1-Sentence-Summary: The Power Of Myth is a book based on Joseph Campbell and Bill Moyer’s popular 1988 documentary of the same name and explains where myths come from, why they are so common in society, how they’ve evolved, and what their important role even today in our ever-changing world.
Read in: 5 minutes
Favorite quote from the author:
In ancient times, before people had science, people had to use myths to make sense of the world around them. For example, the Ancient Greeks had gods representing the sun, moon, and all of the planets. And that is how they explained the movement of celestial bodies in the sky.
You might think that myths don’t have a place in today’s world. We have scientific evidence to explain everything around us, right? But some might say we need myths more than we ever have. Why? Because myths help us make sense of some of the more elusive truths about life on earth, like why we’re here and what happens after we die.
In The Power of Myth: From Ancient Myths to Han Solo, author Joseph Campell dives into the meanings and origins of all sorts of myths. By comparing myths across cultures, he shows us that myths help us understand universal parts of life such as love and death. As the number of people practicing spirituality has begun to fall in Western cultures, Campbell explains that now more than ever we need myths to help us realize how much we have in common with those around us.
Here are 3 of the most insightful lessons from this book:
- Myths are stories that unite people in communities, identify the beginnings of cultures, and give people a common identity.
- As guidelines for community members, legends give a framework for people to think and act.
- The power of myth helps us make sense of life, appreciate it, and even prepare to die.
Once upon a time, there was a book summary of The Power of Myth… let’s dive right into these lessons and see what we can learn!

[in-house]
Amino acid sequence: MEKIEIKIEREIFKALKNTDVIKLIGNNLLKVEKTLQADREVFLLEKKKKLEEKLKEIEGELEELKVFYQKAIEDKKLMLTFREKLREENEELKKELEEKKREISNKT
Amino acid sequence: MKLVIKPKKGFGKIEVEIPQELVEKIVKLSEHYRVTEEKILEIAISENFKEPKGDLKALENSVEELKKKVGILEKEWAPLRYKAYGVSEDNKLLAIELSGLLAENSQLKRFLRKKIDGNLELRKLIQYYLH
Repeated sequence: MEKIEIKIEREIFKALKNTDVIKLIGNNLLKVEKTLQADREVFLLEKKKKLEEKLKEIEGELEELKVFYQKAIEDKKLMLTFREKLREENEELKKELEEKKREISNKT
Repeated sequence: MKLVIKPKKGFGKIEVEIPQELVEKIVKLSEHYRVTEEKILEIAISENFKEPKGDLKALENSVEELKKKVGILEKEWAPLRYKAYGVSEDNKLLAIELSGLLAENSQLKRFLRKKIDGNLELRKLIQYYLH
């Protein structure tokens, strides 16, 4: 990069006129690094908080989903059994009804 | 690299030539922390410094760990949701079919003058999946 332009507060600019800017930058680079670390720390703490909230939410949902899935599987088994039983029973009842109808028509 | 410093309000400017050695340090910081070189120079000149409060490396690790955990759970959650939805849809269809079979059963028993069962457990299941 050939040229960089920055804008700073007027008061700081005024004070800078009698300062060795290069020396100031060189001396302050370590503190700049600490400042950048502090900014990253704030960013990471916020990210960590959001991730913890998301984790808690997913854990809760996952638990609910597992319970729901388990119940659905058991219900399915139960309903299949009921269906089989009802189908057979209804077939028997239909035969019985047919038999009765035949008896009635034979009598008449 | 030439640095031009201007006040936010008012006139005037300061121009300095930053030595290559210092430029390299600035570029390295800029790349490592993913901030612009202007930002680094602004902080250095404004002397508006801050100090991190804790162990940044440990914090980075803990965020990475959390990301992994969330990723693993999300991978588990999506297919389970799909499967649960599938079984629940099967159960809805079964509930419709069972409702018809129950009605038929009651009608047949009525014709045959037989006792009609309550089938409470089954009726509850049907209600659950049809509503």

Lesson 1: Myths give people a common identity, unite people within communities, and identify the beginnings of cultures.
Myths play an essential part in defining and preserving a community’s identity. A lot of myths do this by explaining how the beginning of life or a culture began. This helps form a group identity and makes it different from other groups.
The religious concept some churches believe that they are the “chosen people” comes from myth. People who believe this think that they have been chosen by God and they have the only truth. Religious myths like this foster a connection among group members and act as a boundary separating them from other belief systems.
Where do myths begin? They tend to revolve around the geographical place from where they emerge. For instance, god is different in different cultures. In some cultures such as the Incas of South America, they believe in the sun god Inti. In Native American tribes, their “first mother” usually centered around vegetation.
Myths can also change and adapt over time. For instance, when the Spanish brought horses to North America, tribes could more easily hunt buffalo. This resulted in a bigger emphasis on buffalo in their mythology.
Lesson 2: The legends that society passes down serve as a framework for how to think and act throughout all of life’s major steps.